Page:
Hey there!

This year, thanks to the pandemic, our world has become a bit smaller and quieter as we miss out on seeing loved ones and participating in the activities we normally enjoy.

But sadly, according to a recent study, one-third of older adults could have an undiagnosed hearing loss, meaning they’ve been living in quietness for quite some time.

Because hearing loss is a gradual process, it can take years before it becomes noticeable, and many people simply don’t know the signs.

Signs such as no longer hearing the birds sing, the beeping of the microwave, or clearly understanding someone on the telephone.

Early hearing loss detection can make a huge difference to how the condition is treated and to the amount of hearing that can still be preserved.

What Can You Do?

If you have an older loved one, I encourage you to become proactive in their hearing health and ensure that they have their hearing assessed. For even in these quieter times, there’s still so much joy to be discovered through the sense of hearing.

You can read more about this here. And more importantly, to get your loved one started on the journey to better hearing, please give me a call to arrange a comprehensive hearing assessment today.

UPDATES FROM THE OFFICE

If you are considering hearing aids or are looking to upgrade your current devices, we are continuing our BOGO half off on top level technology through the month of November.

Now is also a great time to check if your insurance covers hearing aids before your deductible restarts in January.  Simply give us a call and provide us with your insurance information, and we can check on your benefits for you.

On a personal level, last month was a fun-filled month, as Bre celebrated her 40th birthday, and the Ruiz family visited Walt Disney World.

Hopper, our future therapy dog, will finish up his second round of training in November, and the Ruiz family will be so glad to have him home for the holidays!

And finally, our office will be closed on Thanksgiving Day. Have a wonderful Thanksgiving!

Six Great Tips to Help Hearing Aid Users When Wearing Face Masks 

While face masks are slowing down the spread of the virus, they are also creating some communication issues for hearing aid wearers. 

Consumer Reports recently published a fantastic article that’s filled with advice on how to improve communication skills when you’re out and about.

If you wear hearing aids, these tips should make life much easier. Be sure to:

  • Ask people to speak slowly and clearly – this makes it easier to understand someone rather than them raising their voice and failing to enunciate their sentences.
  • Stand face to face when talking – as long as you stay six feet apart, experts suggest that eye contact can be a very helpful visual cue.
  • Find the right mask – although clear face masks are useful for lip reading, research has shown that cloth and surgical masks can make sounds less muffled.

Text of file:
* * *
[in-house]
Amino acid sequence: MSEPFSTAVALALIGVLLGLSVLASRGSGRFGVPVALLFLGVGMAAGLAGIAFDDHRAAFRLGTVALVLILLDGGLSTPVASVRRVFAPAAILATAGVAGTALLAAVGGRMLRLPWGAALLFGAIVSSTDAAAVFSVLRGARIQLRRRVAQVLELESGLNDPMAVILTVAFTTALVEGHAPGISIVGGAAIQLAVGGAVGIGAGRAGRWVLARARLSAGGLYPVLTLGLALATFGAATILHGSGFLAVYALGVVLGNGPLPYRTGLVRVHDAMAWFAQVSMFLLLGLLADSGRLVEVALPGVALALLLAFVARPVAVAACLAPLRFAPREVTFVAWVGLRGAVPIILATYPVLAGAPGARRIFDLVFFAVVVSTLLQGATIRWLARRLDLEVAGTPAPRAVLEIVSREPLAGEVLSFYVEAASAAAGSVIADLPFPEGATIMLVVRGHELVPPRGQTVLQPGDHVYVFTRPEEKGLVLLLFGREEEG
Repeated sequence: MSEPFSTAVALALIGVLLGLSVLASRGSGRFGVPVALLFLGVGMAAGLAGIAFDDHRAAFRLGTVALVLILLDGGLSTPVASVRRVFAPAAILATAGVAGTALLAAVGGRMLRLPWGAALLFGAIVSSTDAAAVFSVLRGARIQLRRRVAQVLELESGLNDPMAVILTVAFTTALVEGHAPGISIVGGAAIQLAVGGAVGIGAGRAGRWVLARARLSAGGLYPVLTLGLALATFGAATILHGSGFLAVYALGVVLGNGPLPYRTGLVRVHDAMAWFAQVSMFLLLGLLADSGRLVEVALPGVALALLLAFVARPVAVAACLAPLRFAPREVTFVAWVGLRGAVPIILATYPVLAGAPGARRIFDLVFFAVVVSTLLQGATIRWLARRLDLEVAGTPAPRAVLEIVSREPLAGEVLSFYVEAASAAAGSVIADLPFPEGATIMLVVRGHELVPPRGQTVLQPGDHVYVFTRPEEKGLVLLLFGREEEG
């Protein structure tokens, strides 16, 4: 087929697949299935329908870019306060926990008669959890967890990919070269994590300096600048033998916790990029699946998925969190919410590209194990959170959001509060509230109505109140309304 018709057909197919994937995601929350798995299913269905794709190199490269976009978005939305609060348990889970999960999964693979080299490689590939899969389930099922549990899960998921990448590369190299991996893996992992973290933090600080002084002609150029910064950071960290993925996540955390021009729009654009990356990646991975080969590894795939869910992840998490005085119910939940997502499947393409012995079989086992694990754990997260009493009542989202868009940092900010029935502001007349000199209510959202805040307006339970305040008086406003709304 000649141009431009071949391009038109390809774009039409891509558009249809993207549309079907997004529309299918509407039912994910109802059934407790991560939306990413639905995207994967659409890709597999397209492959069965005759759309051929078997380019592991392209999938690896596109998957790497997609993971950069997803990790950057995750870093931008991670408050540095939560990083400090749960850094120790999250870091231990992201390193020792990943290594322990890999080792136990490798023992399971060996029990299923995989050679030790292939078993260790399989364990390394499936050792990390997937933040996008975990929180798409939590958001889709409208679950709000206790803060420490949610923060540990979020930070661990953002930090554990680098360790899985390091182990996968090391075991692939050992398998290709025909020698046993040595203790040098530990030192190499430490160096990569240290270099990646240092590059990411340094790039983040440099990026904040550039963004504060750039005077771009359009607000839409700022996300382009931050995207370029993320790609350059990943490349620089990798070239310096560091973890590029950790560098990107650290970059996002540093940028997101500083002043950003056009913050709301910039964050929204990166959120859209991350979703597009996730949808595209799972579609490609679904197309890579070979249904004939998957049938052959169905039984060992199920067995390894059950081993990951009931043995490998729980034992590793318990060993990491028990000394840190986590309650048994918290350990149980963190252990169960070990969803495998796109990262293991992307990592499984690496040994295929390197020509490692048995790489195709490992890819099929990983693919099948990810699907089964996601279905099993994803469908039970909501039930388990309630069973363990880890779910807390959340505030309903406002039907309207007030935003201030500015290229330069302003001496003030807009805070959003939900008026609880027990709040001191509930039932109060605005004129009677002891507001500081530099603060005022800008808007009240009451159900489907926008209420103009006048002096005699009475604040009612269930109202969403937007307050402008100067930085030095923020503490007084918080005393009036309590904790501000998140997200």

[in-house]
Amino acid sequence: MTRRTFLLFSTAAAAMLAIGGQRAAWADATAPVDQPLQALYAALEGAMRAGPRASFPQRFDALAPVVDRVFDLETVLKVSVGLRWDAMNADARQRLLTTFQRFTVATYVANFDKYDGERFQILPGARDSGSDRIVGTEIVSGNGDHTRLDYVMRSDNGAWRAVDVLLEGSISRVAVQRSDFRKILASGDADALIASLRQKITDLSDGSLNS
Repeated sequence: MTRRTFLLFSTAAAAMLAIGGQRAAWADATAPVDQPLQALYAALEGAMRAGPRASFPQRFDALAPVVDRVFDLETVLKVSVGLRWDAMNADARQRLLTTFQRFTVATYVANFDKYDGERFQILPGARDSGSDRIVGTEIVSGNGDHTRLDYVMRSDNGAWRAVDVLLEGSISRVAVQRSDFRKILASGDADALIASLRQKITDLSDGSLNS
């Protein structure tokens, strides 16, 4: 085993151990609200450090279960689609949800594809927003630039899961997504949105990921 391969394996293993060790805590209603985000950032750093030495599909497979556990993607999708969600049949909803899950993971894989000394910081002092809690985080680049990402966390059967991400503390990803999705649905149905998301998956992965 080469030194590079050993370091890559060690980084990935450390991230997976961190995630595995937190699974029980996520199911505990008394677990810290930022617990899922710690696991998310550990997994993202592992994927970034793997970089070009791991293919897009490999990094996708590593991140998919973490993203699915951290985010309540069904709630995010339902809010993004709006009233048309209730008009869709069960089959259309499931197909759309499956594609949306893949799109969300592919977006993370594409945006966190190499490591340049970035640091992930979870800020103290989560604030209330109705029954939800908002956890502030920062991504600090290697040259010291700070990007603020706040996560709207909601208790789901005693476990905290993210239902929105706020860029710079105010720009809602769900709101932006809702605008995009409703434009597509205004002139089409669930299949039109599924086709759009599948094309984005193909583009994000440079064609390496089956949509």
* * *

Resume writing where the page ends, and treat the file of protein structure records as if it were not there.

• Adjust your hearing aids – they can be altered to help with conversations; feel free to give us a call if you need assistance.
  • Try out a transcription app – smartphone apps, such as Dragon or Google Live, will reproduce speech that you can read back.
  • Make meetings virtual – use your hearing aids as a tool to let you stream sounds via your smartphone, tablet, or computer, so you don’t lose touch with others.

Find the full article here.

Helpful Resources

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Why Seeing a Professional for Your Hearing Loss Is Crucial

Our goal is to help people of Hardin County prevent hearing loss and know what to do if they have trouble hearing. Learn why seeing an audiologist is the best option for treating your hearing issues…

Read more…

Hearing Protection Guide for Hunting and Shooting

As hunting season is upon us, here’s everything you need to know about preventing hearing loss while hunting…

Read more…

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Have a question or need help? Then we’re here for you.

Call us at (409) 227-0284.

Have a great November!

The team at Big Thicket Hearing Aids & Audiology

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Dr. Joni A. Ruiz AuD

Dr. Joni A. Ruiz AuD

Dr. Joni Ruiz is the owner and doctor of audiology at Big Thicket Hearing Aids and Audiology. She earned her doctorate of audiology in 2009 from Lamar University in Beaumont, TX. Selected for a prestigious fourth-year externship at Walter Reed Army Medical Center in Washington, D.C., Dr. Ruiz has more than ten years’ experience as an audiologist. She has a heart for patient-centered care. At her hearing care practice, she performs comprehensive diagnostic audiological evaluations, provides aural rehabilitation to her patients and their loved ones, dispenses state of the art hearing aids, and manages the care of said devices for their life. Dr. Ruiz is dedicated to patient education regarding hearing loss, hearing protection, and hearing aid selection.
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